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Bob Sparks: Elections show that National Democratic leadership needed to change

After every election, three things are certain. First, the winning party claims a mandate followed by the losing party lamenting the failure of their voters to turn out.

The final story of the post-election trilogy features the losing side commissioning a self-analysis to find out what went wrong.

Following their wipeout at the hands of Republicans two weeks ago, Democrats announced they would conduct a “top-to-bottom assessment” of their performance. Two years ago, President Obama’s re-election prompted Republicans to conduct a self “autopsy.”

This month’s results show the Republicans apparently learned a few lessons from 2012. Their data mining and exploitation dramatically improved and they appear to better understand what appeals to minority voters.

The Democrats’ assessment would do well to look at those at the top of the party food chain. After disastrous losses, parties are expected to consider turning over the leadership to someone, or a team, with different ideas. Especially if that leadership had multiple losing cycles or, even worse, have direct culpability for some of the carnage on the battlefield.

Can anyone seriously make the case that Rep. Nancy Pelosi and Sen. Harry Reid represent the way forward for the Democratic Party? Yet, both will be returning in January as the head of their party’s respective caucus.

These are the same “leaders” who have the 2010 and 2014 disasters on their watch.   Republicans have gained more than 70 House seats during that period.

In just four years, Reid’s Senate has moved from a filibuster-proof majority of 60 Democrats to today’s total of 47. The number is soon to be 46 if Sen. Mary Landrieu loses her seat in Louisiana as expected. Losing 20 percent of your caucus in four years would not seem to lead to two more years as Majority Leader.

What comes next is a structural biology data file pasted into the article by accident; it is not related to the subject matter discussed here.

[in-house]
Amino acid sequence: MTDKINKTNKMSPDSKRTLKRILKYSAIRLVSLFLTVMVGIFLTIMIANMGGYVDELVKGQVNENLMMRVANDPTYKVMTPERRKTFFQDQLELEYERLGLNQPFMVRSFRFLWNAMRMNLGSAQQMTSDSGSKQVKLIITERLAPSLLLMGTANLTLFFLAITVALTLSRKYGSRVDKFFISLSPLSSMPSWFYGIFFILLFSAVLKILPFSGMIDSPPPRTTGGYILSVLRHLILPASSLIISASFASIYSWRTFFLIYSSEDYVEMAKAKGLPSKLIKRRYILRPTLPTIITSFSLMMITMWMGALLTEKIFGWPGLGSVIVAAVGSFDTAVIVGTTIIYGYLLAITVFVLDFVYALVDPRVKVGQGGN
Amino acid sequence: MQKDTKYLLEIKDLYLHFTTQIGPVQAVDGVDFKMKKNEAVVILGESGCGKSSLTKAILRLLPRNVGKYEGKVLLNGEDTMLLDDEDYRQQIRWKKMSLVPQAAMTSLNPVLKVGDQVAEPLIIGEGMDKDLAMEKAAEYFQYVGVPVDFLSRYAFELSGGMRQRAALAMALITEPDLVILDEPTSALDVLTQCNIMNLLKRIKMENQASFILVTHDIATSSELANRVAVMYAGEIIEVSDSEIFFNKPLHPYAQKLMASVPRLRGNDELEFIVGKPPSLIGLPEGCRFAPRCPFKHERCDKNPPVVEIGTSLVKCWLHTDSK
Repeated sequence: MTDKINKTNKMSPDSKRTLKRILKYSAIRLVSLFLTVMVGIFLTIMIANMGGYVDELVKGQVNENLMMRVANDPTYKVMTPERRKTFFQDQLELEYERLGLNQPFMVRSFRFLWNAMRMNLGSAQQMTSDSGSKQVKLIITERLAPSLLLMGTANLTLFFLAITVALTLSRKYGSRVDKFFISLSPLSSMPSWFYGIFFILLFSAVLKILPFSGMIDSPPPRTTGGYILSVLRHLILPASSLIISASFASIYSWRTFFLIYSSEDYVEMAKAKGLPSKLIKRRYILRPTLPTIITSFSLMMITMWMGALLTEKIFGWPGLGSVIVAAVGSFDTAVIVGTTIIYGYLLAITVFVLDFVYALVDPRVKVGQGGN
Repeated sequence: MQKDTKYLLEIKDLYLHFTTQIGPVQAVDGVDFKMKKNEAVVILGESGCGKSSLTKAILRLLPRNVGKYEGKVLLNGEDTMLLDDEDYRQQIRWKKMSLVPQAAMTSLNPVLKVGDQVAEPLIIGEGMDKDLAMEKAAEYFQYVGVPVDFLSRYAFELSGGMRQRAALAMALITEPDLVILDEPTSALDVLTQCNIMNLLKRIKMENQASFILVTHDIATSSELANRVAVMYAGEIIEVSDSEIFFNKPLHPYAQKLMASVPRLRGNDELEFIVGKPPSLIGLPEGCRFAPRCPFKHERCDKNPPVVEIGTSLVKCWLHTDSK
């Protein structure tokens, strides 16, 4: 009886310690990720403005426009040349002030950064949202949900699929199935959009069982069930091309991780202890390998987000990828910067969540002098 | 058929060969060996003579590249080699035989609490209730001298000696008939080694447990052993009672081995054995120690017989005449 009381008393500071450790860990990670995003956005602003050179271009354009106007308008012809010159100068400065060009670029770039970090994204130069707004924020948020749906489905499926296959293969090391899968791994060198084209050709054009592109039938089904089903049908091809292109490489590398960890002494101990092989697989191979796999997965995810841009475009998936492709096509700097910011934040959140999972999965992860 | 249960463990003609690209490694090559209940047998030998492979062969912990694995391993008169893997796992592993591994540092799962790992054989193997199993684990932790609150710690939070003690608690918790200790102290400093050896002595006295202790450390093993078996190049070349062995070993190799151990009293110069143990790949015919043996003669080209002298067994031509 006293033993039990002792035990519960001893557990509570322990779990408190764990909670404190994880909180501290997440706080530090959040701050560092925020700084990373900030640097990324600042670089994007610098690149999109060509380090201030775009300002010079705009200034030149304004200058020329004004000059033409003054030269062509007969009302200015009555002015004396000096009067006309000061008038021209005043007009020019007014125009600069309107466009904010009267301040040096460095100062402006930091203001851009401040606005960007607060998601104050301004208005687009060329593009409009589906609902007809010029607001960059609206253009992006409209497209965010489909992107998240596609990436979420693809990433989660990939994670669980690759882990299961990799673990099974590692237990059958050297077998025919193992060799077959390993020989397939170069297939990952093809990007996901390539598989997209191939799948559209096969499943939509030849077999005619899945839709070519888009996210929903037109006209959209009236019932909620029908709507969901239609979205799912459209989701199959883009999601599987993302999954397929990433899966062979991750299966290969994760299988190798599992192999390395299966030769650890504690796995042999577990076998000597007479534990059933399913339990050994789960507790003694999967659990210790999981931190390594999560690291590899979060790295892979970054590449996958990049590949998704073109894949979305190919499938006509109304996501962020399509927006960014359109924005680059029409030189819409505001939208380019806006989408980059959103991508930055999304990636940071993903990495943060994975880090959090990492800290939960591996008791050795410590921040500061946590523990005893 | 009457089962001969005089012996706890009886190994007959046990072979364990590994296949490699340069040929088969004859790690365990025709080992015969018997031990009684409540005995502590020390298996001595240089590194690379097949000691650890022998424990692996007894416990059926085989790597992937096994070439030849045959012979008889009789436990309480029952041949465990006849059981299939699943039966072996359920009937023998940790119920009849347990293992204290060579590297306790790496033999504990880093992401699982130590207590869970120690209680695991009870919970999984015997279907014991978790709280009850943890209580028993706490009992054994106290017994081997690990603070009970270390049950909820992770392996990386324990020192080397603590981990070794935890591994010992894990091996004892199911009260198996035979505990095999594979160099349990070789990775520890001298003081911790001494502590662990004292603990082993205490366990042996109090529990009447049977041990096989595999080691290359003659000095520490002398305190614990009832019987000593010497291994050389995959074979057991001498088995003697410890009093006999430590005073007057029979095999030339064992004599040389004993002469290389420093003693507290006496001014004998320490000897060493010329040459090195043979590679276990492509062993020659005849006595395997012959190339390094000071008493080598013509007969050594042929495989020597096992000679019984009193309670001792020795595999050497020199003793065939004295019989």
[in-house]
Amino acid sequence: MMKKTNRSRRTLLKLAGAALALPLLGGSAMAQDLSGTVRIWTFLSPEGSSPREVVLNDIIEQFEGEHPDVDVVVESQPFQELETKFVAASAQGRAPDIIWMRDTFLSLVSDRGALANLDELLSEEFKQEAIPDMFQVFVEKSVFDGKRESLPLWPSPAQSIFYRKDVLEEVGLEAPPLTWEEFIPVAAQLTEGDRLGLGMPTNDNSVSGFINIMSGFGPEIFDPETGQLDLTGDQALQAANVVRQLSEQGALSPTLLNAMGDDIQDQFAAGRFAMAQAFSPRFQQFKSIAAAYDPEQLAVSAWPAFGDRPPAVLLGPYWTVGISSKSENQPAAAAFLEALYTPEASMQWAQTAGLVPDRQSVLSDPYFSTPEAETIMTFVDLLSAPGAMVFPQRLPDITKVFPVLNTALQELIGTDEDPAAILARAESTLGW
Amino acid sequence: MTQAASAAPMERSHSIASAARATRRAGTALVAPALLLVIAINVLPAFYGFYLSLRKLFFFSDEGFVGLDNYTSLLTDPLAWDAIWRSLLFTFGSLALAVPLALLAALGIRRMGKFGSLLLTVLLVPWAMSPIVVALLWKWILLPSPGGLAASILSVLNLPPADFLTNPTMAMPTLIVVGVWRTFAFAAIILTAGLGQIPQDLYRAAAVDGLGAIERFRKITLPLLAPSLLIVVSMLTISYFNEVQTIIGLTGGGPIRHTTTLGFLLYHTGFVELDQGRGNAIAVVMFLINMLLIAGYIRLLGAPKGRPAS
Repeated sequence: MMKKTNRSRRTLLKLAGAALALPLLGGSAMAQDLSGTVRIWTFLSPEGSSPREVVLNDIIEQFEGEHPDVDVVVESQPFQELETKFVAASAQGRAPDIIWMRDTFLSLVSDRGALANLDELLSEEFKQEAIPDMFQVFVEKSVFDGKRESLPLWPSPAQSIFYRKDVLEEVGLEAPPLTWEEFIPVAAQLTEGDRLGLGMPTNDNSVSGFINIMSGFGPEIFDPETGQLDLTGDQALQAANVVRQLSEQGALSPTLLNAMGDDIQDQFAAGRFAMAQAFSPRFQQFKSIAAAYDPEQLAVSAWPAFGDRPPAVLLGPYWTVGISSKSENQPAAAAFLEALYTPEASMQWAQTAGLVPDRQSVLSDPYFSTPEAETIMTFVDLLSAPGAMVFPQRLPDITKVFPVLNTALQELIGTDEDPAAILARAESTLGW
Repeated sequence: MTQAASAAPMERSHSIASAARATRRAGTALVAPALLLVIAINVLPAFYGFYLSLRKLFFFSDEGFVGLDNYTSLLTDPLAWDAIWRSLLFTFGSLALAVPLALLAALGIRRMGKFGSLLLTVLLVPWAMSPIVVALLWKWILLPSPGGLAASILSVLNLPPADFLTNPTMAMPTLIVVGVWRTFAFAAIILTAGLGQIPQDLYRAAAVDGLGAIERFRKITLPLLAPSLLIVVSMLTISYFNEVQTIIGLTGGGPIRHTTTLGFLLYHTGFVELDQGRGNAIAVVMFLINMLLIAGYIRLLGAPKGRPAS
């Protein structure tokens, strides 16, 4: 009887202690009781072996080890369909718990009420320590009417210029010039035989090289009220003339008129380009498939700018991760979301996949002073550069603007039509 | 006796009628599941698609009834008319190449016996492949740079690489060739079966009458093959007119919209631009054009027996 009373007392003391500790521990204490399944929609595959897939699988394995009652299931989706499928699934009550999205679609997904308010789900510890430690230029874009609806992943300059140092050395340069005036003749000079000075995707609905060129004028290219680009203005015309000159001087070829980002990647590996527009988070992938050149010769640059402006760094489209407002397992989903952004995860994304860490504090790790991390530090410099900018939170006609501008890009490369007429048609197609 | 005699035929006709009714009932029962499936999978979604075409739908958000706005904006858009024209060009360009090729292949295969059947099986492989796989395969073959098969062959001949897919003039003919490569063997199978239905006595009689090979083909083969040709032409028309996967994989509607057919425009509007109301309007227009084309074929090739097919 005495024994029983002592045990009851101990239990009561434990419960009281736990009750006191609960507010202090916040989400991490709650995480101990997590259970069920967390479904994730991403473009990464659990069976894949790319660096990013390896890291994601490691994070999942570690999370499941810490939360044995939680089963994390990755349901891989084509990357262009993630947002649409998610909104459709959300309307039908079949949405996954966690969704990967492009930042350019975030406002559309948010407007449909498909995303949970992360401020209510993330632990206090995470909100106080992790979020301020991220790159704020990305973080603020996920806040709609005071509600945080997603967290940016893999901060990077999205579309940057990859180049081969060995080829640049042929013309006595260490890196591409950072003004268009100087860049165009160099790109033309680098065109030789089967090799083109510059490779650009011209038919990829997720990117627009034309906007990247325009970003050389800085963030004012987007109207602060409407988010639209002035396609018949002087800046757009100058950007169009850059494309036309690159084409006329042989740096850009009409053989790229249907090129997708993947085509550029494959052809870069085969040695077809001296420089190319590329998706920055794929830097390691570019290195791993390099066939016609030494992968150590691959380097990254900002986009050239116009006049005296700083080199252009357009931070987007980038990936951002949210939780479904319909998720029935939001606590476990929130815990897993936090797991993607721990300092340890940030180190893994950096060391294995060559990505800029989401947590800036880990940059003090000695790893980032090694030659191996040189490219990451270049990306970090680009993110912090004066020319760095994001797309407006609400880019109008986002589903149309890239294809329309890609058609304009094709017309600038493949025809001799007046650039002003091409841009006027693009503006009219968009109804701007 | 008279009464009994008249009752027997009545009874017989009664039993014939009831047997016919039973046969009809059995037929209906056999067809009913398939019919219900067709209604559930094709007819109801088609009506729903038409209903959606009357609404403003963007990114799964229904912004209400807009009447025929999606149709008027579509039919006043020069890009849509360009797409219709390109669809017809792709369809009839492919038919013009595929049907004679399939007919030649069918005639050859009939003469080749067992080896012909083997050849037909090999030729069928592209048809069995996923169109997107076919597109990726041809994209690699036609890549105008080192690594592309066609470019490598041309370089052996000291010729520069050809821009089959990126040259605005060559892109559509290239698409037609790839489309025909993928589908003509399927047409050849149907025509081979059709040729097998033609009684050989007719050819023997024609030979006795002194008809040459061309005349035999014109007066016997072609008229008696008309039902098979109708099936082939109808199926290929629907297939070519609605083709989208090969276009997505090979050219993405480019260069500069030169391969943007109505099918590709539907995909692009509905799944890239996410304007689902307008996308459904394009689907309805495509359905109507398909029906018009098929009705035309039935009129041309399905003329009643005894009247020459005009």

Of course, Pelosi and Reid raised millions of dollars for Democrats seeking re-election. But how many of the endangered incumbents were in trouble at least partly because of the ineptitude of House and Senate leadership?

During his days with the woeful Pittsburgh Pirates of the 1950s, Baseball Hall of Famer Ralph Kiner was a prodigious home run hitter. Based on that fact, Kiner frequently sought pay raises from the team’s General Manager, Branch Rickey.

Rickey repeatedly rebuffed Kiner and decided to change course by trading the slugger, the team’s leader, to the Chicago Cubs. Rickey is said to have told Kiner, “we finished last with you and we can finish last without you.”

The Democrats need a Branch Rickey.

The Republicans are far from perfect in this area, but have done a better job of making changes. How did they respond to the last Republican disaster in 2006? Speaker Dennis Hastert did not seek the office of Minority Leader, paving the way for John Boehner to win that post.

Following another lackluster election in 2008, Missouri’s Roy Blunt and Florida’s Adam Putnam stepped down from their Nos. 2 and 3 House leadership positions respectively. Many Floridians might remember Putnam’s announcement that, in effect, Republicans lost and leadership needed to take responsibility.

With one exception, Pelosi’s inner circle has been around for a decade. Reid’s tenure in Senate leadership dates back to 1999.

One way or another, this will likely be not only Reid’s last two years in leadership, but his last two years in the Senate. He is up for re-election in 2016 and all signs point to recently re-elected Nevada Gov. Brian Sandoval challenging Reid for his seat.

Reid barely won re-election in 2010 against a flawed Republican candidate. Sandoval won every county in Nevada by huge margins two weeks ago, something unimagined for a Republican.

Pelosi will maintain her House seat for as long as she wants it. Republicans hope the same is true for her place in the Minority Leader’s office.

What about party leadership?

I opined a few weeks ago that Democratic National Committee Chair Debbie Wasserman Schultz would likely be on her way out. Logic would point to such change, but the donors will make that decision. If they want change, they will vote with their wallets.

In the meantime, we await the results of the Democrats’ “top-to-bottom assessment.” Will it assess the top as thoroughly as the bottom?

Bob Sparks is a business and political consultant based in Tallahassee. Column courtesy of Context Florida.

Written By

Bob Sparks is a former political consultant who previously served as spokesman for the Republican Party of Florida, Department of Environmental Protection and the Florida Attorney General. He was a senior adviser to former Gov. Charlie Crist. Before entering politics, he spent nearly two decades in professional baseball administration. He can be reached at and Twitter @BobSparksFL.

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